At the beginning of last year, the Bangladesh government has begun evaluating the bid of an unnamed Chinese company to build a smart city in the Bay of Bengal with infrastructure powered by artificial intelligence. The construction of the high-tech city has not yet begun, but if it goes ahead it could include facial recognition software that can use public cameras to identify missing people or track down criminals in the crowd – already in place in many Chinese cities.
This work is one of the factors that make China the world leader in deploying facial recognition, according to a study by experts at Harvard and MIT published last week by the Brookings Institution, a well-known think tank.
The report finds that Chinese companies lead the world in facial recognition exports, accounting for 201 technology export contracts, followed by US companies with 128 contracts. China also has the lead in AI in most cases, with 250 of the 1,636 export contracts involving some type. of AI to 136 exporting countries. The second largest seller was the US, with 215 AI units.
The report says that the export could lead to increased surveillance by other governments, which could harm citizens’ rights. “The fact that China is exporting to these countries can make them more independent, while they can be more democratic,” said Martin Beraja, an MIT economist who participated in the study and whose work focuses on the relationship between innovation. technologies such as AI, government policies, and macroeconomics.
Facial recognition technology has many uses, including unlocking mobile phones, providing authentication in apps, and finding friends on social networking sites. The MIT-Harvard researchers focused on so-called smart city technology, where facial recognition is often deployed to help manage video surveillance. The study used data from international research projects from the Carnegie Endowment for International Peace and data extracted from Chinese AI companies.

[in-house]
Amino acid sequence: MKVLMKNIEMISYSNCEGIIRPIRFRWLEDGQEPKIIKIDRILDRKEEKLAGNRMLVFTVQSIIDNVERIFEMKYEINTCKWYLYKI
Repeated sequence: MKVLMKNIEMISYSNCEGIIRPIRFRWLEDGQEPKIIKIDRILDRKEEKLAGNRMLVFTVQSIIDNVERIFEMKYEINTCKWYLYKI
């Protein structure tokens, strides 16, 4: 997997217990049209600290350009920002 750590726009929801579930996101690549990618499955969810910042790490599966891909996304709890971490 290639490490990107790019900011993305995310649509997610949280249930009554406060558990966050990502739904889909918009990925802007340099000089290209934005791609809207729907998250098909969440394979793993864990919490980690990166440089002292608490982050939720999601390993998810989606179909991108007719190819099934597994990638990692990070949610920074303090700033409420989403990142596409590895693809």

In recent years US lawmakers and presidents have expressed concern that China is outpacing the US in AI technology. The report appears to provide strong evidence of one area where change has already taken place.
“This supports why we need to put parameters on this kind of technology,” says Alexandra Seymour, a fellow at the Center for a New American Security who studies the implications of AI.
There is a lot of bipartisan interest in the US in restricting Chinese technology around the world. Under the leadership of President Trump, the US government imposed regulations to ban the use of Huawei’s 5G technology in the US and elsewhere and targeted Chinese AI companies with a chip embargo. The Biden administration has imposed a strict blockade that prevents Chinese companies from acquiring microchips or semiconductor manufacturing technology, and has imposed sanctions on Chinese facial recognition systems used to track Uyghur Muslims.
Efforts to limit facial recognition exports from China could also amount to sanctions on countries that export the technology, Seymour said. But he adds that the US should also set an example to the rest of the world when it comes to regulating the use of facial recognition.
The fact that the US is the world’s second largest exporter of facial recognition technology reinforces the idea – promoted by the US government – that American technology is inherently free and democratic.